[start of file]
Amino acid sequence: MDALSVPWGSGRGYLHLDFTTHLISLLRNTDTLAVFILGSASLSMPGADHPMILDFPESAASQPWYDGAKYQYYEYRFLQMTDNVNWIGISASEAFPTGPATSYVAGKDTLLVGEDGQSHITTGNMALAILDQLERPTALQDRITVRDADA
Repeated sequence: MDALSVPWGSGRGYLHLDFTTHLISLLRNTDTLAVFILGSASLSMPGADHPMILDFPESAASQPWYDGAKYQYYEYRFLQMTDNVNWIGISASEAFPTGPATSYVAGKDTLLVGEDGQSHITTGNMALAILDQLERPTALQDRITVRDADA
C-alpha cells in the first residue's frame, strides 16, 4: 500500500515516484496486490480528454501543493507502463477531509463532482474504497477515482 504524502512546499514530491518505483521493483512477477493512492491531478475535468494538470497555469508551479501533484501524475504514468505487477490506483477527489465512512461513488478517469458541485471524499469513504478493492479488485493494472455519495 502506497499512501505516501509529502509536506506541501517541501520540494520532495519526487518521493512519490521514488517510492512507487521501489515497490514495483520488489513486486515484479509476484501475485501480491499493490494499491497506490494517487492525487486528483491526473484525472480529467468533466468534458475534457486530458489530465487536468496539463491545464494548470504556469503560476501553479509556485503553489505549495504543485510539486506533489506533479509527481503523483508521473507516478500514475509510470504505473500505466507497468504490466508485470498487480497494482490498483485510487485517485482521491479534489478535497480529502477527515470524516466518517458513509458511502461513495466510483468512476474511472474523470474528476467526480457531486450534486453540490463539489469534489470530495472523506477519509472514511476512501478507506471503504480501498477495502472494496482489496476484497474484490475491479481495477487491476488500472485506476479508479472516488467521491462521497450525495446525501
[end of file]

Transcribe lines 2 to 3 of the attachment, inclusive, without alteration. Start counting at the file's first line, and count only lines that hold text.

Repeated sequence: MDALSVPWGSGRGYLHLDFTTHLISLLRNTDTLAVFILGSASLSMPGADHPMILDFPESAASQPWYDGAKYQYYEYRFLQMTDNVNWIGISASEAFPTGPATSYVAGKDTLLVGEDGQSHITTGNMALAILDQLERPTALQDRITVRDADA
C-alpha cells in the first residue's frame, strides 16, 4: 500500500515516484496486490480528454501543493507502463477531509463532482474504497477515482 504524502512546499514530491518505483521493483512477477493512492491531478475535468494538470497555469508551479501533484501524475504514468505487477490506483477527489465512512461513488478517469458541485471524499469513504478493492479488485493494472455519495 502506497499512501505516501509529502509536506506541501517541501520540494520532495519526487518521493512519490521514488517510492512507487521501489515497490514495483520488489513486486515484479509476484501475485501480491499493490494499491497506490494517487492525487486528483491526473484525472480529467468533466468534458475534457486530458489530465487536468496539463491545464494548470504556469503560476501553479509556485503553489505549495504543485510539486506533489506533479509527481503523483508521473507516478500514475509510470504505473500505466507497468504490466508485470498487480497494482490498483485510487485517485482521491479534489478535497480529502477527515470524516466518517458513509458511502461513495466510483468512476474511472474523470474528476467526480457531486450534486453540490463539489469534489470530495472523506477519509472514511476512501478507506471503504480501498477495502472494496482489496476484497474484490475491479481495477487491476488500472485506476479508479472516488467521491462521497450525495446525501